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British ties perpetuate a blind focus on one group
The ongoing debate around the date of Australia Day highlights the importance of Australia becoming a republic. Whether we can admit it or not, January 26 was chosen to celebrate the arrival of white British colonists and the beginning of white Australia. While we remain tethered to Britain under a constitutional monarchy, we cannot truly examine an Australian national identity that celebrates a day for all its citizens.
Symbolism matters, and our current date and constitutional ties to Britain perpetuate a blind focus on the significance of one section of Australian society. This makes it harder for our First Nations people, and all who have come to these shores since, to recognise their contributions and feel acknowledged. What better way to reach a consensus for the date of Australia Day than by selecting the day that this country officially becomes a modern, independent republic.
Finally, we would have a national day of celebration that resonates with all who live here.
Roan Plotz, Preston
An uncontroversial interim date
The suggestion by Ken Rivett (Letters, 25/1) that Australia should celebrate its national day on March 3 is a good one.
It could also be an uncontroversial date until Australia becomes a republic, in which case the date of the referendum on which this is voted would be a logical choice.
Juliet Flesch, Kew
A way to show you disagree
Perhaps people who disagree with January 26 being Australia Day because for our First Nations people it marks a day of invasion and the beginnings of dispossession and massacres should hang a black flag, wreath or other such symbol on their front gate or front door to show their desire for a better chosen day.
It would certainly send a clear message to Canberra.
Robyn Westwood, Heidelberg Heights
A deep sense of shame at the lasting injustices
Although I’m only a third-generation Australian, genealogically speaking, whose forebears were on the other side of the world while the British Empire claimed this country, I retain a deep sense of shame at the lasting injustices carried out against our First Nations people.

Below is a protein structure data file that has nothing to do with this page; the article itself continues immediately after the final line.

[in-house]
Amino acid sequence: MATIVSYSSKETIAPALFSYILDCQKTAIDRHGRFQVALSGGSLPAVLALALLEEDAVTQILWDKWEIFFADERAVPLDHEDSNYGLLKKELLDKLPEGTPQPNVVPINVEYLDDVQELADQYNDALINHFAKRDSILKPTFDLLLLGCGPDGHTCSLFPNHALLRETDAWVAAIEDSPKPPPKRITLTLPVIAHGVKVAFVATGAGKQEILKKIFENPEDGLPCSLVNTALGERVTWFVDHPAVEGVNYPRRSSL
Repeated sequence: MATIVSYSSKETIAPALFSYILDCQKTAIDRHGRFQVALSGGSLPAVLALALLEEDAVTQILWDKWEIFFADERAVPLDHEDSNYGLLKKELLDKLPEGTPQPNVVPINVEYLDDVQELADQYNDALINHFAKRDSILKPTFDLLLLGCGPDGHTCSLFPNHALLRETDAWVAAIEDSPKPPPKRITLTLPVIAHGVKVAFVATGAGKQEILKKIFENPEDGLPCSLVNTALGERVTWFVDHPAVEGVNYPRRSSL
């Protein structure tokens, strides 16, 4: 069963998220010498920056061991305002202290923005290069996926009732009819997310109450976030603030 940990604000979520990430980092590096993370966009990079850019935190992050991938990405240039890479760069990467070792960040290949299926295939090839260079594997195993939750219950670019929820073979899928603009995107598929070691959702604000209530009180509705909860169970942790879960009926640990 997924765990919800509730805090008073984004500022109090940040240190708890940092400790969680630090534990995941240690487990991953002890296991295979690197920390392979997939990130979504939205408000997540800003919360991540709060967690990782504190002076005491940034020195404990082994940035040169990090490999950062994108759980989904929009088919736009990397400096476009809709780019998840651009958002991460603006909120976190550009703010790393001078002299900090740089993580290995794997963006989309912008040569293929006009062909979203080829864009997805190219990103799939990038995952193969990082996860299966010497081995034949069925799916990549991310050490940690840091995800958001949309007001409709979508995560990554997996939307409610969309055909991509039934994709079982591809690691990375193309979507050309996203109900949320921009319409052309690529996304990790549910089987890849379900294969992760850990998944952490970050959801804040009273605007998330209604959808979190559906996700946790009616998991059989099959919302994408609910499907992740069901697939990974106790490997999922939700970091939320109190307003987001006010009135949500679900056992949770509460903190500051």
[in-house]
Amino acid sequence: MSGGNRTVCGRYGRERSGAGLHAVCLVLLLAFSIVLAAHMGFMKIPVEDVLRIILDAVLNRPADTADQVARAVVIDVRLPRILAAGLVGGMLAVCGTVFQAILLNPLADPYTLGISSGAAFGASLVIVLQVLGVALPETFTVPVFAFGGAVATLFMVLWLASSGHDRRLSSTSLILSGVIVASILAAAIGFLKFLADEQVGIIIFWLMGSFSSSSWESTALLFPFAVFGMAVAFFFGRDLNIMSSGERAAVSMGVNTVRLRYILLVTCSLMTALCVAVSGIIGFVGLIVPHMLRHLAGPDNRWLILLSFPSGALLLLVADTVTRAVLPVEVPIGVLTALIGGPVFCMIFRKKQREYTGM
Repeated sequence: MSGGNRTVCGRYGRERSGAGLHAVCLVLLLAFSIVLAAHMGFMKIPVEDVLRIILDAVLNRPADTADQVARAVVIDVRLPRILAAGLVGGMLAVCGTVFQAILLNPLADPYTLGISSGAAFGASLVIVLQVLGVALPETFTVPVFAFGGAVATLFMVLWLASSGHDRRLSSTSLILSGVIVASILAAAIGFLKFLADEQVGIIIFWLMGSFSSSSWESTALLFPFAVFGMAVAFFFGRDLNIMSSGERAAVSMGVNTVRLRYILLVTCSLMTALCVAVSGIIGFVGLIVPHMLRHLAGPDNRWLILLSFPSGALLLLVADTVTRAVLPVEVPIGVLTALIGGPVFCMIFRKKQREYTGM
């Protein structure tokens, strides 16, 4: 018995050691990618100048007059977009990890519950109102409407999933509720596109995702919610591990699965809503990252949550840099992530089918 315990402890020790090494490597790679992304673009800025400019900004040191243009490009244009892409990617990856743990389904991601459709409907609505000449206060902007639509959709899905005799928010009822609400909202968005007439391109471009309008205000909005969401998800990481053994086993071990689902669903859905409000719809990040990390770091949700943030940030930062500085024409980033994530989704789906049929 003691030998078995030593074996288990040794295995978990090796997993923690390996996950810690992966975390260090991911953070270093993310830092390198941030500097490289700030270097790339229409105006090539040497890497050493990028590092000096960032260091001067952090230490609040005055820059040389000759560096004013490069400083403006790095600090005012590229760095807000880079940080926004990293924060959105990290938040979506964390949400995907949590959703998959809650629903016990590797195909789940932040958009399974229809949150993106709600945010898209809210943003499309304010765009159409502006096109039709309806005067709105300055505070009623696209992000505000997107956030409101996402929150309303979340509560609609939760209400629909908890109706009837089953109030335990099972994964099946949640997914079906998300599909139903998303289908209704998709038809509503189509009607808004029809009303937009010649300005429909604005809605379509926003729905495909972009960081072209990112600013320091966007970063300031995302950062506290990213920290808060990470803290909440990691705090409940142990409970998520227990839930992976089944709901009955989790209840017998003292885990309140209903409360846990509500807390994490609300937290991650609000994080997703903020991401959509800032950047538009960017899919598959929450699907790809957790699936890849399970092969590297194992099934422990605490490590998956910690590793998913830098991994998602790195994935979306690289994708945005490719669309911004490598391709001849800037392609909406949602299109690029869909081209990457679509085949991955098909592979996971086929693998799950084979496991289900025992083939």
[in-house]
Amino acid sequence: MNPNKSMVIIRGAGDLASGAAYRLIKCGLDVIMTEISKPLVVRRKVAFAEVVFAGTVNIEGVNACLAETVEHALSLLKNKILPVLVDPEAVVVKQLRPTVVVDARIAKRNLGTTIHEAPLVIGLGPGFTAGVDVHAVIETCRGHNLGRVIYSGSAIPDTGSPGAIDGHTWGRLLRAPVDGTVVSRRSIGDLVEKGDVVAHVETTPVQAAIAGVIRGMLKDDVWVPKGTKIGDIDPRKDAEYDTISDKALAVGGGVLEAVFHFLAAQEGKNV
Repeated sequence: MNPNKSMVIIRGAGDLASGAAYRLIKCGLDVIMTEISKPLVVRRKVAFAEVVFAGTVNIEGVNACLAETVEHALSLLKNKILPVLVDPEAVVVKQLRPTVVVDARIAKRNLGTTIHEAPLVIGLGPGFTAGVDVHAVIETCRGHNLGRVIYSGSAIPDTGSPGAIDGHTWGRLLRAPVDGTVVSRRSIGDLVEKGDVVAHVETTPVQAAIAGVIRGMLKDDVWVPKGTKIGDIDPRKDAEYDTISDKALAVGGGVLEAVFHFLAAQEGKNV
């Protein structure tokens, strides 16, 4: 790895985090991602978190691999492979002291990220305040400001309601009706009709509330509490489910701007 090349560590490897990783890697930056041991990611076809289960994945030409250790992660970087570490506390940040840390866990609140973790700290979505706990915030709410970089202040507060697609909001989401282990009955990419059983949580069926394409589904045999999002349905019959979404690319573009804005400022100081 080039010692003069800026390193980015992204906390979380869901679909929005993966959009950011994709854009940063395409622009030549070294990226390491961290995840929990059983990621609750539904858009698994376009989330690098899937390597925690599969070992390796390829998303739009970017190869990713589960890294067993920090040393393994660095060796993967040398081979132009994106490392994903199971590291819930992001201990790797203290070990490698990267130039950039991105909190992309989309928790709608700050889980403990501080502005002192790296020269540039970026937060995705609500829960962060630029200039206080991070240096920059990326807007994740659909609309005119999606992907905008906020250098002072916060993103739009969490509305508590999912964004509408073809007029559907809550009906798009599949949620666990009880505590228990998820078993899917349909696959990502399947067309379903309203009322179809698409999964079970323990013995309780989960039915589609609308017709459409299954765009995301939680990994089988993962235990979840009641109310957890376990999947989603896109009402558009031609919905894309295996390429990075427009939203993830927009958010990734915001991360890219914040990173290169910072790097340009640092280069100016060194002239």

Some would consider the concept of collective guilt illogical, but I would doubtless feel the same if I were a more recent citizen of the Americas, South Africa, India, the East Indies, or other places colonised by European powers without regard to, and with violence against, the original inhabitants. We cannot move forward as a nation without acknowledging past wrongs and actively seeking to address them.
As long as we continue to celebrate Australia Day as the birth of the nation, this contentious issue will remain a source of division and will not engender the sense of unity that a national holiday should.
Vikki O’Neill, Ashburton
January 26 is the worst possible day
The issue is simple. We would like a day on which to celebrate what unites Australians, including mateship, inclusivity and the expectation of a fair go.
The day chosen for this is the worst possible in the whole calendar, the day most likely to offend and injure those from whose loss the rest of us built our gain. The day is about celebrating an idea, not an event. There can be no genuine argument to stick with January 26 beyond reluctance to change; as well as representing dispossession of First Nations people, it disrupts the week leading to the return to school and often leads to loss of revenue for businesses (if it falls on a Tuesday or Thursday, workers often take off the adjacent Monday or Friday).
We have the whole calendar to choose from: I suggest the second Friday in August. It is half way through the holiday-free stretch of the school third term and would offend no one.
Barbara Boxhall, Glen Iris
Release this family
It was so heartening to see asylum seekers released into the community last week. Now, what about releasing Priya, Nades, Kopika and Tharunicaa back to their home and adoptive community in Biloela?
Their release could put the millions of dollars currently spent holding them in captivity back into the economy to help kick-start recovery from the coronavirus devastation. Win-win.
Brenda McKinty, Oakleigh East
So it’s the cost of detaining refugees that has finally convinced Peter Dutton that they should be released into the community. What an astonishing epiphany.
Your editorial (″Release the rest of the detained refugees″, The Age, 23/1), is right to describe this response as ″remarkably trite″ and his justification as ″spurious″.
In his relentless attempt to demonise them, Mr Dutton continues to describe these refugees as ″illegal maritime arrivals″ when, according to the UN’s Declaration of Human Rights, there is nothing illegal about seeking refuge by boat or any other means. It is the callous and cruel disregard for the welfare of these men over many, many years by the federal government that has rightly brought upon us local and international shame and condemnation.